Monday, 18 August 2014

Weight gain and neonatal nutrition

Premature babies need good nutrition, so that they reach a similar weight to that you would have achieved if they were still in uterus.


Babies of less than 37 weeks in the uterus (preterm) have nutritional needs than babies born at term (38 to 42 weeks).Premature babies will often remain in the unit of neonatal intensive care, where they will be careful scrutiny to ensure that they are receiving the correct balance of fluids and nutrition.

Incubators or special heaters help babies to keep their body temperature, which reduces the energy they have to use to stay hot. Also, humidified air (moist) is also used to help maintain body temperature and to avoid loss of liquids.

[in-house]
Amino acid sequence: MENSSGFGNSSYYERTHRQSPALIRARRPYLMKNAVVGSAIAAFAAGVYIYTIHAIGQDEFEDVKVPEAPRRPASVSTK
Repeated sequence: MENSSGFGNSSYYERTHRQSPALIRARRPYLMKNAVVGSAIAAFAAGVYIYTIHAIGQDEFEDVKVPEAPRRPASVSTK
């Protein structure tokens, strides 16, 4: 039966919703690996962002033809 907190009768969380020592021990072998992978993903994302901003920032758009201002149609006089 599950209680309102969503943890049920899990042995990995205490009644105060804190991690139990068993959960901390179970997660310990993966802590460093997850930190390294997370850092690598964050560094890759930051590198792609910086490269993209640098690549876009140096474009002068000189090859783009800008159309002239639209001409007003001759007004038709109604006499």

Babies born before 34 weeks are often unable to feed from a bottle or breast, since they have to coordinate sucking, swallowing and breathing problems.

Other conditions can also interfere with the ability of a newborn to feed through to nipple. Some of them are:

•    Respiratory problems

•    Low oxygen levels

•    Circulatory problems

•     Blood infection

It is possible that infants very small or ill need to obtain their nutrition and fluids intravenously.

As they are strengthened, they can begin to receive breast milk or infant formula through a tube that is inserted into the stomach through the nose or mouth. This power is called enteral nasogastric tube.

The quantity of milk or milk formula (formula) increases very slowly to reduce the risk of an intestinal infection called enter colitis Necrotizing (ECN). Breastfed babies are less likely to get the infection.

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